For the next few miles I was comfortable and in the zone. “Wonder where Steven and Graham are”, crossed my mind a few times, but dare not look back. “They might still be just behind me, and ready to pounce past me”, I thought.

At mile 14 I reached a Steel Band playing with people cheering and dancing at the side of the road. For some bizarre reason I shouted out, in time, the words to the chorus, much to the surprise (and delight, I think) to the girls. It made me smile at least.
My very average pace became only too apparent when I spotted a Kenyan heading towards us around mile 14 on the other side of the road and clearly not too far from the finish. My hazy compute calculated he was probably running nearly twice my speed. Wow.

Ignore him and just focus I thought. No aches and pains at this stage and breathing steadily. Runkeeper still shouting out sub-8 minute averages. Felt good.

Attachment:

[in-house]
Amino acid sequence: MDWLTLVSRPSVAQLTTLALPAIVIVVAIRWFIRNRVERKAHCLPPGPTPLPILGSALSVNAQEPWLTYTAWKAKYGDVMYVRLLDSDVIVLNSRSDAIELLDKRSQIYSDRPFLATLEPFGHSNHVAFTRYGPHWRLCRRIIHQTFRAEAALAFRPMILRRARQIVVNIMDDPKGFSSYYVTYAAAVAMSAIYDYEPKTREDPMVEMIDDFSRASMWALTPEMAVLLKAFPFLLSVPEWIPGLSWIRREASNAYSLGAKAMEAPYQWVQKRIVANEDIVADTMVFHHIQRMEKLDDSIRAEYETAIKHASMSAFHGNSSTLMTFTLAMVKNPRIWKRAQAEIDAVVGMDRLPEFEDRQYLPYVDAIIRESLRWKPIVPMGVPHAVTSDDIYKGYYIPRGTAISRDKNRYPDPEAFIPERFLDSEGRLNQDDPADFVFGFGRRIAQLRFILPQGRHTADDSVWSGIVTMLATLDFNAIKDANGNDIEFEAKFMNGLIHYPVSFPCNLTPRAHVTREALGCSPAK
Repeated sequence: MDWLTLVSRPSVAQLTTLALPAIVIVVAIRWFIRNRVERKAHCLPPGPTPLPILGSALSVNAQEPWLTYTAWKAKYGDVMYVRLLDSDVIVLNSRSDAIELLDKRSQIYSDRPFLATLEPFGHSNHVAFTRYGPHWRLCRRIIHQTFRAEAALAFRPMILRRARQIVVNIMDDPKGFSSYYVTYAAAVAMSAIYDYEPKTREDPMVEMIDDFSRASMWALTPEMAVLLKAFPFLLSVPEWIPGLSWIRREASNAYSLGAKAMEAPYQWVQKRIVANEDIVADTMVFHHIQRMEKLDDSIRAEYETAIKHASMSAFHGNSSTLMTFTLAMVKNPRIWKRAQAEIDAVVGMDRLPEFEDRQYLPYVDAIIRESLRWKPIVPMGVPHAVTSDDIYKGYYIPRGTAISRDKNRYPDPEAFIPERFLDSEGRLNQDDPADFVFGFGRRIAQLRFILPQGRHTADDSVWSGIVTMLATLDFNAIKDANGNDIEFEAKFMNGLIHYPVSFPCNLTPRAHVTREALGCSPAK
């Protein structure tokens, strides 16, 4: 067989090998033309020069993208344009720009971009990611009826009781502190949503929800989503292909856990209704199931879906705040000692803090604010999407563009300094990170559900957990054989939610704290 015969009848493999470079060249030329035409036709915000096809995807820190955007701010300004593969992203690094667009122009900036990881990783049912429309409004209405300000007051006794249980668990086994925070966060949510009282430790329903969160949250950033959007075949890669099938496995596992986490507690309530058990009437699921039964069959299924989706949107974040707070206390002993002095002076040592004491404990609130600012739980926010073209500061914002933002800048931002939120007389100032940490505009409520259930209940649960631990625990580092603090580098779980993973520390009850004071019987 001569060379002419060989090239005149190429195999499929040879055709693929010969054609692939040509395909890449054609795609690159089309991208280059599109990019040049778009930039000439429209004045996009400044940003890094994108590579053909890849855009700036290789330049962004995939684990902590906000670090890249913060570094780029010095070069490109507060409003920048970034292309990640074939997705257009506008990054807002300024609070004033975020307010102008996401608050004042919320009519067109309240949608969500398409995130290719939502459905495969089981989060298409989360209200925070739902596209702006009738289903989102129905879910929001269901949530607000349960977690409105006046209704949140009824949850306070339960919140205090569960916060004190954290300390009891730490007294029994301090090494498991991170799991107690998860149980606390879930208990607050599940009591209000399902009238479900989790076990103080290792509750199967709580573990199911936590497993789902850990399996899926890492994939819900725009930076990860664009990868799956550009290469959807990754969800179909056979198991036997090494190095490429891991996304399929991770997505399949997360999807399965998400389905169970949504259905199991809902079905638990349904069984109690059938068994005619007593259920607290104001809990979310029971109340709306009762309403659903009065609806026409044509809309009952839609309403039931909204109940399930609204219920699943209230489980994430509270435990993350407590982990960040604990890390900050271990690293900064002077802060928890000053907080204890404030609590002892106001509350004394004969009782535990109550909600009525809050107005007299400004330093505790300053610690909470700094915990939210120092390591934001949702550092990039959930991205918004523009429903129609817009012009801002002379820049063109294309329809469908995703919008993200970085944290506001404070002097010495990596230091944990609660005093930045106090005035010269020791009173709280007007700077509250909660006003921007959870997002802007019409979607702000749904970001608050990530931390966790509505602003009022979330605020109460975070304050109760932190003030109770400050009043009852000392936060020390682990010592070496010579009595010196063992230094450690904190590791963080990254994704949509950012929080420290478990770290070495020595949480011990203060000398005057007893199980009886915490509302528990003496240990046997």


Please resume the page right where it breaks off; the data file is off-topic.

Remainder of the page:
I was not long before I got a tap on the shoulder, around the 16 mile stage and it was Graham. He asked me if I was ok, I said “yes”, even though I wasn’t really. Graham said he was feeling good. At this point I thought, no not again. (During the Alloa Half, he did similar around 10 mile stage and then left me standing). Within minutes he was easing ahead and I left him to it (kids these days!), knowing that we still had 10 miles to go, I had no intention of stepping my pace up (something that Graeme Wilson told me to watch out for). I watched him slowly disappear up ahead. “Write me”, I shouted, like something out of a classic movie.

From mile 19, I started getting twinges in my ankle and my upper thigh and thought “oh no”, please don’t start.From that point onwards things got worse and every mile to the finish was one of pain and cramping. No amount of Gels seemed to ease it, and I disappointingly found myself having to stop at the water stations, and take on more water and stretch. Every take off from a stop was hell. The Hip area was torture with every downstroke and I found myself slowing way down.